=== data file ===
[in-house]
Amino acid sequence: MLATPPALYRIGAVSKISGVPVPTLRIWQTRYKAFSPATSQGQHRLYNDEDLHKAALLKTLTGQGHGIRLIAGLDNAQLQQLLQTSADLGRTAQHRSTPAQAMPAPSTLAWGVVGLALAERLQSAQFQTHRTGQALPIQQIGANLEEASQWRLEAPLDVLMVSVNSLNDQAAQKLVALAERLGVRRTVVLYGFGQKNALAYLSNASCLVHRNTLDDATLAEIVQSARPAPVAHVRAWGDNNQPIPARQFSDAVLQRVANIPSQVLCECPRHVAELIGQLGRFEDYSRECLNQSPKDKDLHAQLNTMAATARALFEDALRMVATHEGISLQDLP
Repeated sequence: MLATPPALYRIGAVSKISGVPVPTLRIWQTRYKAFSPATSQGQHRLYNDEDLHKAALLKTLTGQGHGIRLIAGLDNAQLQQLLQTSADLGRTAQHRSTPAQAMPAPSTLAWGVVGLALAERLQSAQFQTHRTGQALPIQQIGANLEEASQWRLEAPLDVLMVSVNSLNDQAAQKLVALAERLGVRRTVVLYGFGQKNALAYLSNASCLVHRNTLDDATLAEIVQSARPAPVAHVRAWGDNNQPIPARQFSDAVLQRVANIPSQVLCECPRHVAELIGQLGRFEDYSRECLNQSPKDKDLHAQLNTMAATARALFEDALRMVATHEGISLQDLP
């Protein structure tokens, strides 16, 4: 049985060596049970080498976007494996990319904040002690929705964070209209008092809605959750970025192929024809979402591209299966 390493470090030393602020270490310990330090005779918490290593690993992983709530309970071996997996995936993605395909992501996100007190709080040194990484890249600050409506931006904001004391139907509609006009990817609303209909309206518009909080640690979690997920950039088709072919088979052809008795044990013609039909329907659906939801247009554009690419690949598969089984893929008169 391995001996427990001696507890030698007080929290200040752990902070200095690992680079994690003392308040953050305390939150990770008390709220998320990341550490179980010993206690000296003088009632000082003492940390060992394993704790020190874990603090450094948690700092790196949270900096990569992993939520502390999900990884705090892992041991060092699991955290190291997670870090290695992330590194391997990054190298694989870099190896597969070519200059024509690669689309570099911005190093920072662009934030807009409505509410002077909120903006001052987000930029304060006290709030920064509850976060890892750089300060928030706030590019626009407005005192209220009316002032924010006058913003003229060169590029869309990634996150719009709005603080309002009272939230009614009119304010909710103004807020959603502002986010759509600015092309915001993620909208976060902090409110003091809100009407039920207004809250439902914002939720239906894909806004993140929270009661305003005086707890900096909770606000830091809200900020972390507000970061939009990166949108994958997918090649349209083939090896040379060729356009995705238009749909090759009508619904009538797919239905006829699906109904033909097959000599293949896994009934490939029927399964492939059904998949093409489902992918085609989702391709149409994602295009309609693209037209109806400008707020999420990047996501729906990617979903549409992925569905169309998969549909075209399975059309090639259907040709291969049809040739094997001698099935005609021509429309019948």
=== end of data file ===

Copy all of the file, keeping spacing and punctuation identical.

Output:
[in-house]
Amino acid sequence: MLATPPALYRIGAVSKISGVPVPTLRIWQTRYKAFSPATSQGQHRLYNDEDLHKAALLKTLTGQGHGIRLIAGLDNAQLQQLLQTSADLGRTAQHRSTPAQAMPAPSTLAWGVVGLALAERLQSAQFQTHRTGQALPIQQIGANLEEASQWRLEAPLDVLMVSVNSLNDQAAQKLVALAERLGVRRTVVLYGFGQKNALAYLSNASCLVHRNTLDDATLAEIVQSARPAPVAHVRAWGDNNQPIPARQFSDAVLQRVANIPSQVLCECPRHVAELIGQLGRFEDYSRECLNQSPKDKDLHAQLNTMAATARALFEDALRMVATHEGISLQDLP
Repeated sequence: MLATPPALYRIGAVSKISGVPVPTLRIWQTRYKAFSPATSQGQHRLYNDEDLHKAALLKTLTGQGHGIRLIAGLDNAQLQQLLQTSADLGRTAQHRSTPAQAMPAPSTLAWGVVGLALAERLQSAQFQTHRTGQALPIQQIGANLEEASQWRLEAPLDVLMVSVNSLNDQAAQKLVALAERLGVRRTVVLYGFGQKNALAYLSNASCLVHRNTLDDATLAEIVQSARPAPVAHVRAWGDNNQPIPARQFSDAVLQRVANIPSQVLCECPRHVAELIGQLGRFEDYSRECLNQSPKDKDLHAQLNTMAATARALFEDALRMVATHEGISLQDLP
């Protein structure tokens, strides 16, 4: 049985060596049970080498976007494996990319904040002690929705964070209209008092809605959750970025192929024809979402591209299966 390493470090030393602020270490310990330090005779918490290593690993992983709530309970071996997996995936993605395909992501996100007190709080040194990484890249600050409506931006904001004391139907509609006009990817609303209909309206518009909080640690979690997920950039088709072919088979052809008795044990013609039909329907659906939801247009554009690419690949598969089984893929008169 391995001996427990001696507890030698007080929290200040752990902070200095690992680079994690003392308040953050305390939150990770008390709220998320990341550490179980010993206690000296003088009632000082003492940390060992394993704790020190874990603090450094948690700092790196949270900096990569992993939520502390999900990884705090892992041991060092699991955290190291997670870090290695992330590194391997990054190298694989870099190896597969070519200059024509690669689309570099911005190093920072662009934030807009409505509410002077909120903006001052987000930029304060006290709030920064509850976060890892750089300060928030706030590019626009407005005192209220009316002032924010006058913003003229060169590029869309990634996150719009709005603080309002009272939230009614009119304010909710103004807020959603502002986010759509600015092309915001993620909208976060902090409110003091809100009407039920207004809250439902914002939720239906894909806004993140929270009661305003005086707890900096909770606000830091809200900020972390507000970061939009990166949108994958997918090649349209083939090896040379060729356009995705238009749909090759009508619904009538797919239905006829699906109904033909097959000599293949896994009934490939029927399964492939059904998949093409489902992918085609989702391709149409994602295009309609693209037209109806400008707020999420990047996501729906990617979903549409992925569905169309998969549909075209399975059309090639259907040709291969049809040739094997001698099935005609021509429309019948």